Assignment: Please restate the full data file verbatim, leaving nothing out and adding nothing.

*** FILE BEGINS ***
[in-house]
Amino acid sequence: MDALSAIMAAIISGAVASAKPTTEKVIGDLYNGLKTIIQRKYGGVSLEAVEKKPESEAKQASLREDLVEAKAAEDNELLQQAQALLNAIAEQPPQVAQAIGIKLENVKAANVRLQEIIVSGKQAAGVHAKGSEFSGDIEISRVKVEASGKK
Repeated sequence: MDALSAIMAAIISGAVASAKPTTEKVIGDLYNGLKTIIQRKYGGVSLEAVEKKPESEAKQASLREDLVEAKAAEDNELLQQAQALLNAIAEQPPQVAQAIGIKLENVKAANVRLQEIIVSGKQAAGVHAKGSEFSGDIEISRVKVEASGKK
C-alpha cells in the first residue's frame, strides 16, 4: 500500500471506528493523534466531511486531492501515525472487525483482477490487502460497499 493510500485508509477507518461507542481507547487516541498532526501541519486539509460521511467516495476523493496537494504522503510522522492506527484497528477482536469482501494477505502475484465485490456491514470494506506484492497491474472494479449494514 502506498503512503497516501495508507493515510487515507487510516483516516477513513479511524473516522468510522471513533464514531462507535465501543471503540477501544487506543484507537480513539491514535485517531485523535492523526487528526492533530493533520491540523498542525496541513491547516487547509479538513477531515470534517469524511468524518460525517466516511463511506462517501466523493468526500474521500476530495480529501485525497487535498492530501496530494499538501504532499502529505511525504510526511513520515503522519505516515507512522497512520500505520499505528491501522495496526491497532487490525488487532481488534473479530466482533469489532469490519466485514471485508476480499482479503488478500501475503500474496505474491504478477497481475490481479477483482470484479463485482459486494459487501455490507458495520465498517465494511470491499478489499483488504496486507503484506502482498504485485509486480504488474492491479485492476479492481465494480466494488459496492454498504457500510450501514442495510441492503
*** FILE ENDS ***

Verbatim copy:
[in-house]
Amino acid sequence: MDALSAIMAAIISGAVASAKPTTEKVIGDLYNGLKTIIQRKYGGVSLEAVEKKPESEAKQASLREDLVEAKAAEDNELLQQAQALLNAIAEQPPQVAQAIGIKLENVKAANVRLQEIIVSGKQAAGVHAKGSEFSGDIEISRVKVEASGKK
Repeated sequence: MDALSAIMAAIISGAVASAKPTTEKVIGDLYNGLKTIIQRKYGGVSLEAVEKKPESEAKQASLREDLVEAKAAEDNELLQQAQALLNAIAEQPPQVAQAIGIKLENVKAANVRLQEIIVSGKQAAGVHAKGSEFSGDIEISRVKVEASGKK
C-alpha cells in the first residue's frame, strides 16, 4: 500500500471506528493523534466531511486531492501515525472487525483482477490487502460497499 493510500485508509477507518461507542481507547487516541498532526501541519486539509460521511467516495476523493496537494504522503510522522492506527484497528477482536469482501494477505502475484465485490456491514470494506506484492497491474472494479449494514 502506498503512503497516501495508507493515510487515507487510516483516516477513513479511524473516522468510522471513533464514531462507535465501543471503540477501544487506543484507537480513539491514535485517531485523535492523526487528526492533530493533520491540523498542525496541513491547516487547509479538513477531515470534517469524511468524518460525517466516511463511506462517501466523493468526500474521500476530495480529501485525497487535498492530501496530494499538501504532499502529505511525504510526511513520515503522519505516515507512522497512520500505520499505528491501522495496526491497532487490525488487532481488534473479530466482533469489532469490519466485514471485508476480499482479503488478500501475503500474496505474491504478477497481475490481479477483482470484479463485482459486494459487501455490507458495520465498517465494511470491499478489499483488504496486507503484506502482498504485485509486480504488474492491479485492476479492481465494480466494488459496492454498504457500510450501514442495510441492503